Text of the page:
Fifth Wheel Towing

Fifth wheel towing starts with a quote from Wikipedia “Some recreational vehicles use a fifth wheel configuration, requiring the coupling to be installed in the bed of a pickup truck as a towing vehicle. The coupling consists of a kingpin, a 2-or-3 1⁄2-inch (50.8 or 88.9 mm) diameter steel pin on the front of the fifth wheel trailer, and a horseshoe-shaped coupling device called a fifth wheel on the rear of the towing vehicle. The surface of the semi-trailer (with the kingpin at the center) rotates against the surface of the fixed fifth wheel, which does not rotate. To reduce friction, grease is applied to the surface of the fifth wheel. The advantage of this coupling is improved towing stability.”

This improved towing stability is one of the main reasons fifth wheel trailers are so popular. Ease of maneuverability is another reason to choose a fifth wheel trailer over a travel trailer.

Fifth Wheel Hitches and Accessories

Fifth wheel towing setups used in RV’s  have been around for a long time. Modern fifth-wheels since the 1990’s can tilt to the sides and are easier to hook up because the coupler in the bed is “funneled” to capture the king pin on the trailer, which helps guide it into place.

Because fifth-wheel hitches are anywhere from 14 to 18 inches above the bed, they can be susceptible to chucking, where the coupler jaws grab the king pin. This is mainly a problem with less expensive setups. If you spend more on a better fifth-wheel hitch that adjusts to keep a tight grip on the king pin, and chucking is all but eliminated.

The fifth wheel towing hitch must also be able to handle the loaded weight of your trailer. In this case, buy a more capable hitch in case you upgrade in the future.

Standard Fifth Wheel Hitch

An important issue when you select a fifth wheel hitch is cab-to-axle ratio, or the distance from the back of the cab to the center point of the coupler, usually located above or slightly forward of the rear axle. Requirements for a full-size bed are a no less than 48 inches behind the cab. For a short-bed pickup to pull a fifth-wheel, the measurement can be as little as 38 inches if you also use a pin-box extension (12-18 inches) and slide rails for the coupler.

That  pin-box extension is attached to the trailer. Its function is to extend the pivot point, or king pin, farther forward. The load of the trailer still rests above the axle but the trailer’s front cap is farther to the rear to prevent  interference with the truck’s cab when turning. In addition to the pin box extension, a sliding style hitch is required which moves front to back to help with low speed maneuvering like backing into a space in a campground. You unlock the coupler from the slide rails, set the trailer brakes and pull forward. Once you lock the coupler in place, you will have clearance for backing and tight maneuvering. Before you leave, you will have to unlock the coupler and slide it forward and then lock it in place for regular driving. This will save you from having to get body work done on your trailer and truck. Isn’t fifth wheel towing fun?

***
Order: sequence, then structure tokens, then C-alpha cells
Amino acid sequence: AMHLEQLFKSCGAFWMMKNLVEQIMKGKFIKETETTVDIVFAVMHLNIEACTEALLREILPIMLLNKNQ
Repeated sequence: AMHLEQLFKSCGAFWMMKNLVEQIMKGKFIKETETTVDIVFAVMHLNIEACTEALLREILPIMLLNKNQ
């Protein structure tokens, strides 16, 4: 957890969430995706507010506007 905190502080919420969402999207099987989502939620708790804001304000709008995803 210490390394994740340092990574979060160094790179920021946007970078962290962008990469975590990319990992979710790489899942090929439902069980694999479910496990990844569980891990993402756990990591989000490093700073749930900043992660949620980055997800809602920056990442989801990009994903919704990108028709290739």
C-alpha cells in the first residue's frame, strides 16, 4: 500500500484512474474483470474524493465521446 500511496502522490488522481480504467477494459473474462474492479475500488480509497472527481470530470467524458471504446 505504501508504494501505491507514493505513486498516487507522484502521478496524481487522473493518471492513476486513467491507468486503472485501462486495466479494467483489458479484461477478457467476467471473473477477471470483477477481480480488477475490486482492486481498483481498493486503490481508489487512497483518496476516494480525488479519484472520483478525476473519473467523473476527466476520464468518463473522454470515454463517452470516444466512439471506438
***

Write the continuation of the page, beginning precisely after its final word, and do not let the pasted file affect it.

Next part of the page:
Another fifth wheel towing accessory I see a lot is an air pin box. The air bag(s) help with the jolts the trailer takes from rough roads. There are also air hitches available.

You will probably have to remove the factory tail gate for fifth wheel towing, or buy a special tailgate with clearance for the trailer’s king pin.

Hooking up a Fifth Wheel Trailer

Back up far enough to ensure the king pin is in all the way and touching the front part of the coupler. Now pull the hand lever to lock the kingpin. Next, lift the trailer jacks as high as they will go. This is a good place to mention that you MUST ensure a solid mechanical lock between kingpin a d hitch receiver. Otherwise, when you drive forward, the kingpin will slide out and the trailer will drop on the bed of your pickup. You will probably see this “dent of shame” on other pickups in the campground that haven’t been repaired yet.  There is an accessory called a pin catcher that bolts on to the rear of the hitch that will catch and hold the pin so that the trailer doesn’t drop. Perhaps a wise investment. You might need an extension harness that carries the voltage for the marker and signal lights. Some fifth wheels require a harness with fuses and relays all their own, but usually the extension is a length of cable and two seven-blade connectors. Next, check your lights, turn signals and brakes. This brake check is where you will make sure the kingpin is secure in the hitch.

Fifth Wheel Towing Tips

I could have researched and written a small section of fifth wheel towing tips, but our friend Ray Burris at wrote a really great blog post on this subject.

Check it out here:

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